Tony Watson pitches in the eighth inning against the St. Louis Cardinals during the game at PNC Park on August 27, 2014.
By Gene Collier / Pittsburgh Post-Gazette
Somewhere amid its urgent atmospherics, the dense narrative of sweet baseball tension Wednesday managed to remind everyone that this was the kind of game that sultry end-of-summer days are made for.
Some mid-afternoon thunderheads paid a visit, but behaved themselves, and, after a wave of on-field threats came and went as well, the Pirates had withstood every St. Louis Cardinals gambit, and thus a pennant race rolls on.
“I think everybody in here knows that these are the games that matter now, what we work all offseason for and all through the season for,” said reliever Tony Watson, who wriggled out of an eighth-inning disturbance to help preserve a critical 3-1 victory in the North Shore sunlight.
“It’s almost September, almost the final lap. We’re in a good position, and it’s always good to win two out of three against a team in your division, especially one you’re looking [up] at in the standings.”
It was after Jeff Locke had outpitched 15-game winner Adam Wainwright through two hours packed with what the Pirates love to call high-leverage situations that Watson got ready for that Cardinals’ eighth.
Manager Clint Hurdle was content to let Locke start the inning, but alarm bells sounded the second Locke’s 3-2 pitch to Matt Carpenter missed the strike zone.
The starter lasted just two more pitches, the second flying on an easy arc to Andrew McCutchen in center.
For the purpose of dealing with the tying run at the plate in the person of Matt Holliday, Hurdle ignored a bullpenful of right-handed relievers to select left-hander Watson. Right-handed Holliday not only had accounted for the only Cardinals run with a 400-foot homer in the third, he had hit a seed to start the sixth that Neil Walker managed to smother near second and throw him out.
If there was a hitter in the St. Louis lineup who was anything close to locked in Wednesday, it was Holliday, and Hurdle was handing him a left-hander at one of the manager’s classic “tipping points.”
“We had our best guy on their best guy in that situation, [relative to] matchups, numbers,” Hurdle said. “[Watson] has shown the ability to get really good hitters out, good right-handed power hitters. His fastball in, glove-side, usually sets up anything else he wants to go to. That’s been his M.O., and he’s been so consistent with it.
“He’s a tough guy, and to bounce back after 36 pitches [Tuesday night] to get those two outs was just really big for us.”
That Watson did exactly that, set Holliday up with inside pitches on his way to a commanding 0-2 count, then slip a changeup past him on a 2-2 pitch and retire Matt Adams on an easy groundout to Walker, meant everything until the Cardinals’ ninth started, when Mark Melancon had to fight through the game’s final drama.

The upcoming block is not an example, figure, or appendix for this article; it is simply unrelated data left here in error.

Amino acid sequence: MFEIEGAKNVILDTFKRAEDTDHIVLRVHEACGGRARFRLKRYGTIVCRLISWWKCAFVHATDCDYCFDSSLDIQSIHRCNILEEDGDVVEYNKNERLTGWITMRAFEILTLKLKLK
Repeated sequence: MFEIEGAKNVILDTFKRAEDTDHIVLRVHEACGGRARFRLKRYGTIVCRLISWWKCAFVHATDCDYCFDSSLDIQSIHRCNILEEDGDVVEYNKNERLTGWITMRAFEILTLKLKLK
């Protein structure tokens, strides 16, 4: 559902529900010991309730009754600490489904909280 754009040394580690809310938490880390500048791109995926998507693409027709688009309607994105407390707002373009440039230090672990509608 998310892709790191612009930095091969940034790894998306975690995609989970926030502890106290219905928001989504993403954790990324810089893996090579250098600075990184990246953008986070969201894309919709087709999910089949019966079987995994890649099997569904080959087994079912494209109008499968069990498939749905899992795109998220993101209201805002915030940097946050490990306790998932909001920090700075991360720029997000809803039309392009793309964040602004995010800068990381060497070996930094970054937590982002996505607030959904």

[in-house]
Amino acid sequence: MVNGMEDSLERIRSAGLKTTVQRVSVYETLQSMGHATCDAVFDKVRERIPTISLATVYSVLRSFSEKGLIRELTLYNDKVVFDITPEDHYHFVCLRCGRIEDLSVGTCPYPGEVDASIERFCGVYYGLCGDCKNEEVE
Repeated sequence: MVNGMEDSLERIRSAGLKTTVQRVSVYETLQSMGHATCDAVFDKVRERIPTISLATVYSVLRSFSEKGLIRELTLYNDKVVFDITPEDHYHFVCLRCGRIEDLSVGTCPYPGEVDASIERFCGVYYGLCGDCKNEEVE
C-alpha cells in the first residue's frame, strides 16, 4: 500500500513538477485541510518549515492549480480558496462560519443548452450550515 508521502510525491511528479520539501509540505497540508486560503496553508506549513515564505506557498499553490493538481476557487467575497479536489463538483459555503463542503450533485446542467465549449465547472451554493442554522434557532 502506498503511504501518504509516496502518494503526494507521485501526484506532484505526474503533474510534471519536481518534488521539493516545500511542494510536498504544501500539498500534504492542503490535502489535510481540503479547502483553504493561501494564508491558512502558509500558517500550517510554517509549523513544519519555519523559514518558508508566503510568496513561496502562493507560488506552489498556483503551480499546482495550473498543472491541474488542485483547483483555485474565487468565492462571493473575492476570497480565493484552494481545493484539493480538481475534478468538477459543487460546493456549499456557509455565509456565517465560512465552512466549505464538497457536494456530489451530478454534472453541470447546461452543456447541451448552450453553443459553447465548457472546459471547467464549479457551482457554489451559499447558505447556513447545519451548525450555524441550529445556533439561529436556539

Jhonny Peralta rapped a first-pitch single to left, meaning St. Louis would send the tying run to the plate three more times. From that point, Melancon’s 24th save and second in two days took all of nine pitches.
Melancon’s earned run average at PNC Park got whittled to 0.81.
“It’s not any bigger than the next game, and that’s kind of my goal, not allow situations to take me out of my game,” Melancon said.
“It’s exciting because we’re getting down to the end. The situation is that these are pivotal games, so it’s a big deal.”
The big deal is that with 29 games to go, the Pirates have settled into third place in this division at a hard gallop, like a thoroughbred along the rail. As the final turn draws into view, they have a chance to surge.
They have the fading Cincinnati Reds this weekend at PNC Park, where they’ve won 16 of their past 23, then three with the Cardinals on the road, followed by seven games against last-place clubs, the Chicago Cubs and Philadelphia Phillies.
It’s precisely the right moment to resume winning in the manner to which they grew accustomed a summer ago, with starting pitching that has allowed only 3 earned runs in the past 232⁄3 innings, and with a defense that is better than the profile of its metrics.
“Right now, this is as solid a defensive club as we can put out there and maybe we’ve put out there in a long time,” said Hurdle after Josh Harrison, Walker and Starling Marte made elegant defensive plays on difficult chances to make the modest lead Wednesday stand up through most of three hours.
“Harrison’s range plays so well at third, his ability to come in, backhand, lay out, the accuracy of the throws, the quick snap of the double-play throw. Walker’s been so reliable, and [Jordy] Mercer continues to grow at shortstop, and both guys at first are holding their own. We’re probably not getting measured accurately.
“When you throw in all the errors from the team total [most of that with 25-error man Pedro Alvarez at third], it gets twisted a little. We like our team defense and we like it when pitchers work quick and we can be athletic out there.”
When you’re getting this kind of pitching and defense and an Ike Davis homer with runners on base every day, there’s no reason you shouldn’t continue to gallop.
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